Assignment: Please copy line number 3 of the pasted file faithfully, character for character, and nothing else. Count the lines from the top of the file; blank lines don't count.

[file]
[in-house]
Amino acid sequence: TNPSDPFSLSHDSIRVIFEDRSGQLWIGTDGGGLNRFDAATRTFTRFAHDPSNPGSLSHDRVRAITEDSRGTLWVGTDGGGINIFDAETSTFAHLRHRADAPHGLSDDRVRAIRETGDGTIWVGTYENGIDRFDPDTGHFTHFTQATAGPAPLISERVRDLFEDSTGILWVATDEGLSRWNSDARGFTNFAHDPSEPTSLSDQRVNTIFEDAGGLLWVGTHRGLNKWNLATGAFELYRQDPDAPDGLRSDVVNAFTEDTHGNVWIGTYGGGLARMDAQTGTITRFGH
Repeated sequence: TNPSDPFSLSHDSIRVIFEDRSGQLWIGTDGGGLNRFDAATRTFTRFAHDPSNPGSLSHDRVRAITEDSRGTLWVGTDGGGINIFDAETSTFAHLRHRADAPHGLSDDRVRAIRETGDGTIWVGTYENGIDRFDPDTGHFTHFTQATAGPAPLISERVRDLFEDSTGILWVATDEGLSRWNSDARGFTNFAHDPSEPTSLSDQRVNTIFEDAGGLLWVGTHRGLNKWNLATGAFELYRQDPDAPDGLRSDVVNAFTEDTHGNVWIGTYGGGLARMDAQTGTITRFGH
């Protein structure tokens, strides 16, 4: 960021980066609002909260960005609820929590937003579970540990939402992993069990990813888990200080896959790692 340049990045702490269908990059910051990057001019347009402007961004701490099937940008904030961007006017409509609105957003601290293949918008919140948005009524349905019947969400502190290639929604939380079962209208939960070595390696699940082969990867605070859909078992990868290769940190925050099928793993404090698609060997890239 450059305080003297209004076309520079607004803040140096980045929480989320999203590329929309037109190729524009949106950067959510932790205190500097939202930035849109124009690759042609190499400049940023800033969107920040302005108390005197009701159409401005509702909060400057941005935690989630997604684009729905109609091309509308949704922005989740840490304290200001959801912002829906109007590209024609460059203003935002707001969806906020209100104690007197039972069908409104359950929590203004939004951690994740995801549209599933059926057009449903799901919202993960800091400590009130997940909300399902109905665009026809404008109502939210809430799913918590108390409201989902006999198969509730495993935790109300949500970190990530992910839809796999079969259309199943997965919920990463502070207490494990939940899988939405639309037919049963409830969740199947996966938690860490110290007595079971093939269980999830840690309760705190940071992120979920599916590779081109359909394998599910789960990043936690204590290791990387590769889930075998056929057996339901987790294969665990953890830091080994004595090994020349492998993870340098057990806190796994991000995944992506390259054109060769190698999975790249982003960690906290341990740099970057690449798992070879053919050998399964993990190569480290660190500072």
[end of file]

Repeated sequence: TNPSDPFSLSHDSIRVIFEDRSGQLWIGTDGGGLNRFDAATRTFTRFAHDPSNPGSLSHDRVRAITEDSRGTLWVGTDGGGINIFDAETSTFAHLRHRADAPHGLSDDRVRAIRETGDGTIWVGTYENGIDRFDPDTGHFTHFTQATAGPAPLISERVRDLFEDSTGILWVATDEGLSRWNSDARGFTNFAHDPSEPTSLSDQRVNTIFEDAGGLLWVGTHRGLNKWNLATGAFELYRQDPDAPDGLRSDVVNAFTEDTHGNVWIGTYGGGLARMDAQTGTITRFGH